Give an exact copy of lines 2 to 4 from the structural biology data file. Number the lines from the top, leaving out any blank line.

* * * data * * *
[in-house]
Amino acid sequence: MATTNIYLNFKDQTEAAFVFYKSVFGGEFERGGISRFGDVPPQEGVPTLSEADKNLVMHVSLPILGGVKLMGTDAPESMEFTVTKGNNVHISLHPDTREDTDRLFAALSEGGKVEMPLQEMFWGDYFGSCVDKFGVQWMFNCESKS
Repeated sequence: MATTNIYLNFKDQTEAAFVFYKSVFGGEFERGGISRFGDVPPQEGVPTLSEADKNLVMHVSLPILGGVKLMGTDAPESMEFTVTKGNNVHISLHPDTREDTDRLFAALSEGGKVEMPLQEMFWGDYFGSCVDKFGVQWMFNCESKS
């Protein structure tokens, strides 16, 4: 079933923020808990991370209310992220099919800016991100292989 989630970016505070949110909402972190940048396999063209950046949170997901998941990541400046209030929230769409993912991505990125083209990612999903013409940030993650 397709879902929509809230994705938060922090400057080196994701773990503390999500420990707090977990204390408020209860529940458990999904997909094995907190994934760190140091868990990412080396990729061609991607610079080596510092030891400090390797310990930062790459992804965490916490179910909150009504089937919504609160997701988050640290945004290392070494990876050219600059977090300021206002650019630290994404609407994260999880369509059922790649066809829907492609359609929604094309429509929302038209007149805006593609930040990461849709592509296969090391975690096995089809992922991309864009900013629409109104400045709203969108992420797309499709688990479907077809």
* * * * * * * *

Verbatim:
Amino acid sequence: MATTNIYLNFKDQTEAAFVFYKSVFGGEFERGGISRFGDVPPQEGVPTLSEADKNLVMHVSLPILGGVKLMGTDAPESMEFTVTKGNNVHISLHPDTREDTDRLFAALSEGGKVEMPLQEMFWGDYFGSCVDKFGVQWMFNCESKS
Repeated sequence: MATTNIYLNFKDQTEAAFVFYKSVFGGEFERGGISRFGDVPPQEGVPTLSEADKNLVMHVSLPILGGVKLMGTDAPESMEFTVTKGNNVHISLHPDTREDTDRLFAALSEGGKVEMPLQEMFWGDYFGSCVDKFGVQWMFNCESKS
């Protein structure tokens, strides 16, 4: 079933923020808990991370209310992220099919800016991100292989 989630970016505070949110909402972190940048396999063209950046949170997901998941990541400046209030929230769409993912991505990125083209990612999903013409940030993650 397709879902929509809230994705938060922090400057080196994701773990503390999500420990707090977990204390408020209860529940458990999904997909094995907190994934760190140091868990990412080396990729061609991607610079080596510092030891400090390797310990930062790459992804965490916490179910909150009504089937919504609160997701988050640290945004290392070494990876050219600059977090300021206002650019630290994404609407994260999880369509059922790649066809829907492609359609929604094309429509929302038209007149805006593609930040990461849709592509296969090391975690096995089809992922991309864009900013629409109104400045709203969108992420797309499709688990479907077809």